What is commonly referred to as the tenth Permaculture design principle is “Edge Effect” which is the use of edge and natural patterns for best effect. Use of this principle can increase productivity, efficiency and diversity throughout your homestead, especially when used in small scale spaces.
There are three main ways you can improve the soil in a garden bed, You can use organic mulches to cover the bed, work in soil amendments or you can grow cover crops. All of these methods work well and each have their advantages but cover cropping garden beds seems to be the one people consider the least because they know the least about it. So let’s dive in and take a look at this great method for improving your soil.
Purslane can be both a friend and a foe in the garden depending on how you use it and manage it in the garden. In order to get the most from our gardens it is not only important to understand the vegetables we are growing but to know all we can about the weeds that pop up as well and purslane is one such common weed you are likely to see.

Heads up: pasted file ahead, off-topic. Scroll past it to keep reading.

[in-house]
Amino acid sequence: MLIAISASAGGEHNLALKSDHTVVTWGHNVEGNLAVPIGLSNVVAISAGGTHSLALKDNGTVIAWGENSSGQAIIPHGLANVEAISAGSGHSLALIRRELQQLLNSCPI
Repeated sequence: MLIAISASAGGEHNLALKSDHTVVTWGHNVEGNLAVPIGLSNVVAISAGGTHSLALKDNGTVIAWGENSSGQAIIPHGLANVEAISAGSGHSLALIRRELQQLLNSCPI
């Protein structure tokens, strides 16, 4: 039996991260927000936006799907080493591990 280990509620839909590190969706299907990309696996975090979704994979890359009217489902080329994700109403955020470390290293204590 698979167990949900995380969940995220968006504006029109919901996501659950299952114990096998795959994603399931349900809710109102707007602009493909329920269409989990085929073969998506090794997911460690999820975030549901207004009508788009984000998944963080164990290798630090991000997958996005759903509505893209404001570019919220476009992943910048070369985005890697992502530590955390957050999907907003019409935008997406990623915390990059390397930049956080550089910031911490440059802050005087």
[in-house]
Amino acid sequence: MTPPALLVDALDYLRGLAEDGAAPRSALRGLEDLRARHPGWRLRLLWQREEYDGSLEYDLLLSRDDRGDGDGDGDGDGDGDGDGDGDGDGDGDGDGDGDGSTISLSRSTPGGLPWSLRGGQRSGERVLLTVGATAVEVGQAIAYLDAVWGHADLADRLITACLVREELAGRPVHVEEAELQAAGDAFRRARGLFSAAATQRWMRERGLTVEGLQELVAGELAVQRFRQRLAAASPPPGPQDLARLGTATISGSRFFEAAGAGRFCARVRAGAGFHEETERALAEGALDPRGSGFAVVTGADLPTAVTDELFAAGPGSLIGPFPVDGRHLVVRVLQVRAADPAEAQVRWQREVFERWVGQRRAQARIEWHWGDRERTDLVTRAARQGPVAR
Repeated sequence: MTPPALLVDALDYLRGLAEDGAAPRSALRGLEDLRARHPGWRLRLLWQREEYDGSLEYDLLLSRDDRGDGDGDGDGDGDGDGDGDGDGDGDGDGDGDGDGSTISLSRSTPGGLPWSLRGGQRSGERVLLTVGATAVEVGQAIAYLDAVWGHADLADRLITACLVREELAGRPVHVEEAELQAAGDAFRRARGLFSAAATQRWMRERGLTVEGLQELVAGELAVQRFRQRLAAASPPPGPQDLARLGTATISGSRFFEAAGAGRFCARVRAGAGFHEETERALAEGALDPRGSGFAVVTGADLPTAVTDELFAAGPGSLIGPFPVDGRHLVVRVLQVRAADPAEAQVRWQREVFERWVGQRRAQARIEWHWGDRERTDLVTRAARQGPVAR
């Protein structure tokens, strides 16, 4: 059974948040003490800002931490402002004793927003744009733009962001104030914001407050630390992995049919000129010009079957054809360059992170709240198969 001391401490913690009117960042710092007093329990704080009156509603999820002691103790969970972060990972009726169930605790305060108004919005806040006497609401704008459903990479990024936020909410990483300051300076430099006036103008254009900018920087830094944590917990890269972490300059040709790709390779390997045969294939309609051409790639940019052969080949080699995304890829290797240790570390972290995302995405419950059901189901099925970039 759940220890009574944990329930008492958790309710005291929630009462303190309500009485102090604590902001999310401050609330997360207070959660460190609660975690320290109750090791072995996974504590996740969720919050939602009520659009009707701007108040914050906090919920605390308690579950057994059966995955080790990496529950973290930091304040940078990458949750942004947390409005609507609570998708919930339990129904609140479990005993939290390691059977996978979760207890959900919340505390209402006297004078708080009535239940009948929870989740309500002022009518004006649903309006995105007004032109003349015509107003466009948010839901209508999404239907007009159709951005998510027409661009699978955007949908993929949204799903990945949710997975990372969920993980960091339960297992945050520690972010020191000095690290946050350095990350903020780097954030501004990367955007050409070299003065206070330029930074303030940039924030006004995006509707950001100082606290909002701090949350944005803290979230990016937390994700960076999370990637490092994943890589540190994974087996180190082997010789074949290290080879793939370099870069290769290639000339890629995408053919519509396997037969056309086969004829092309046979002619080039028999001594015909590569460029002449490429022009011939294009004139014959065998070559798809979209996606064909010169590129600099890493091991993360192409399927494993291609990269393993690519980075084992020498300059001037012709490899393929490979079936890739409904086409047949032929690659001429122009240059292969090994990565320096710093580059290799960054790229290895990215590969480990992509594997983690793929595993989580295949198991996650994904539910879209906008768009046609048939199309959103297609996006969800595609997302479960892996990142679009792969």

Integration Rather Than Segregation is recognized as the eight permaculture design principle and in this article we will look at how integration rather than segregation can be applied to benefit your homestead by adding efficiency and productivity.
A Saturday mix of things I want to share or found interesting throughout the week. This could be anything from anywhere, you never know what you’ll see.
In this podcast episode I answer a question about what podcasts I am currently listening to and my thoughts on Jack Spirko and his podcast called The Survival Podcast.
Possibilities In Urban Homesteading –
Folks have been asking for a complete tour of our Urban Homestead for a while now so I thought it was about time I did that.